The Seven Year Itch at 60
This week marks the 60th anniversary of The Seven Year Itch. Billy Wilder’s film adaptation of George Axelrod’s play about Richard Sherman, a middle-aged husband who is left alone for the summer while his wife and son holiday in Maine and the girl in the apartment upstairs.
The film was shot in New York City during 1954 and premiered on June 1st, 1955 which happened to be Marilyn Monroe's 29th birthday.
Tom Ewell reprising his role from the play as Richard Sherman, a nerdy, faithful, middle-aged publishing executive with an overactive imagination and a mid-life crisis, whose wife Helen played by Evelyn Keyes and son Ricky are spending the summer in Maine. When he returns home with the kayak paddle Ricky accidentally left behind, he meets a commercial actress and former model played Marilyn Monroe who rents the apartment upstairs while in town to make television spots for a brand of toothpaste. That evening, he works on proofreading a book in which psychiatrist Dr. Brubaker claims that a significant proportion of men have extra-marital affairs in the seventh year of marriage. He has an imaginary conversation with Helen, trying to convince her, in three fantasy sequences, that he is irresistible to women, including his secretary, a nurse and her bridesmaid, but she laughs it off. A tomato plant then crashes into his lounge chair; the girl upstairs apologizes for accidentally knocking it over, and Richard invites her down for a drink.
He waits for her to get dressed, including in underwear she says she keeps cool in her icebox. When she arrives, a vision in pink, they have a drink and he lies about being married. When she sees his wedding ring, he backtracks but she is unconcerned, having no designs on him, only on his air-conditioning. He has a fantasy that she is a femme fatale overcome by his playing of Rachmaninoff's Second Piano Concerto. In reality, she prefers Chopsticks, which they play together. Richard, overcome by his fantasies, awkwardly grabs at her, causing them to fall off the piano bench. He apologizes for his indiscretion but she says it happens to her all the time. Guilt-ridden, however, he asks her to leave.
Over the next few days, they spend more time together and Richard imagines that they are growing closer, although she is immune to his imagined charms. Helen continually calls her husband, asking him to send the paddle so Ricky can use the kayak, but Richard is repeatedly distracted. His waning resolve to resist temptation fuels his fear that he is succumbing to the "Seven Year Itch". He seeks help from Dr. Brubaker, but to no avail. His imagination then runs even wilder: the young girl tells a plumber how Richard is "just like The Creature from the Black Lagoon"; the plumber repeats her story to neighbour McKenzie, whom Helen had asked to drop by to pick up Ricky's paddle. Richard imagines his wife with McKenzie on a hayride which actually takes place but into which he injects his paranoia, guilt and jealousy. After seeing The Creature from the Black Lagoon, the young girl stands over the subway grate to experience the breeze.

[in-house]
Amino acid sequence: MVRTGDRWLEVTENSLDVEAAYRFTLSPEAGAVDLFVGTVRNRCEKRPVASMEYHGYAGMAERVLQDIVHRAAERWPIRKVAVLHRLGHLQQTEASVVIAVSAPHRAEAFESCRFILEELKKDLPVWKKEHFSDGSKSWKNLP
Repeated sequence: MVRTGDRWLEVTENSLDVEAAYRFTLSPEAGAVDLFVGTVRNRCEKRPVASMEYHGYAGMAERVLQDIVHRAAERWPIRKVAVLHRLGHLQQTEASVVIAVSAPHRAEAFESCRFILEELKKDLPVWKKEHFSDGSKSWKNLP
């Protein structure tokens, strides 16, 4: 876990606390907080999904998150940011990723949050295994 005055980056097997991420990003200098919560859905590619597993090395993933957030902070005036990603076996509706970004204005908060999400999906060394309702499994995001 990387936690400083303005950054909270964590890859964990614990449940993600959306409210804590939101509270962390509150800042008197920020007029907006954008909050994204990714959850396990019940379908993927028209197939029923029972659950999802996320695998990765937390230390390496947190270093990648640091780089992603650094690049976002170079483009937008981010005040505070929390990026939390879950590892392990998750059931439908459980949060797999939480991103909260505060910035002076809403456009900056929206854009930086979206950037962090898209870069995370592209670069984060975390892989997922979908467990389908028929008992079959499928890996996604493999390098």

Eventually coming to his senses, and fearing his wife's retribution, which he imagines in a fantasy scene, Richard, paddle in hand, tells the young girl she can stay in his apartment; then he runs off to catch the next train to Maine to be with Helen and Ricky.
The brownstone at 164 East 61st Street between 3rd and Lexington is still noticeably the same as it was 60 years ago, and a quick search online for Monroe images will undoubtedly return photos of the young actress posing for the paparazzi on the steps leading up to the front door where she first makes her appearance in The Seven Year Itch; holding a bag of groceries and an electric fan, its cord trailing like a cat’s tail. Her polka-dotted dress is almost sprayed onto her body, her lips are glossy red as she asks Tom Ewell to help untangle her cord.
The classic shot of Marilyn Monroe's dress blowing up around her legs as she stands over a subway grating was originally shot on Manhattan's Lexington Avenue at 52nd Street on September 15, 1954 at 1:00 a.m. with 5,000 onlookers, who whistled and cheered through take after take as she repeatedly missed her lines. Bill Kobrin, then-20th Century Fox's East Coast correspondent, told the Palm Springs Desert Sun in 2006 that it was Billy Wilder's idea to turn the shoot into a media circus, and even had bleachers set up. This occurred in the presence of an embarrassed and angry Joe DiMaggio, Monroe's husband at the time. The original footage never made it to the screen; the noise of the crowd had made it unusable. Wilder re-staged the scene on a Fox set replicating Lexington Avenue, and got a more satisfactory result. However, it took another 40 takes for Marilyn to achieve the famous scene.
Marilyn Monroe's iconic white dress set a record when it was auctioned for $4.6 million in June 2011 rising to $5.5 million after taxes and fees were included, quintupling the previous record for a movie costume ($923,000 for Audrey Hepburn's "little black dress" from Breakfast at Tiffany's (1961)).
An important promotional campaign was released for this film, including a 52-foot-high cut-out of Marilyn Monroe (from the blowing dress scene) erected in front of Loews State Theater, in New York City's Times Square.
The final scene sees Marilyn wave good-bye from the apartment window, smiling, thoughtful, natural, enchanting. In seven years, she would be dead.
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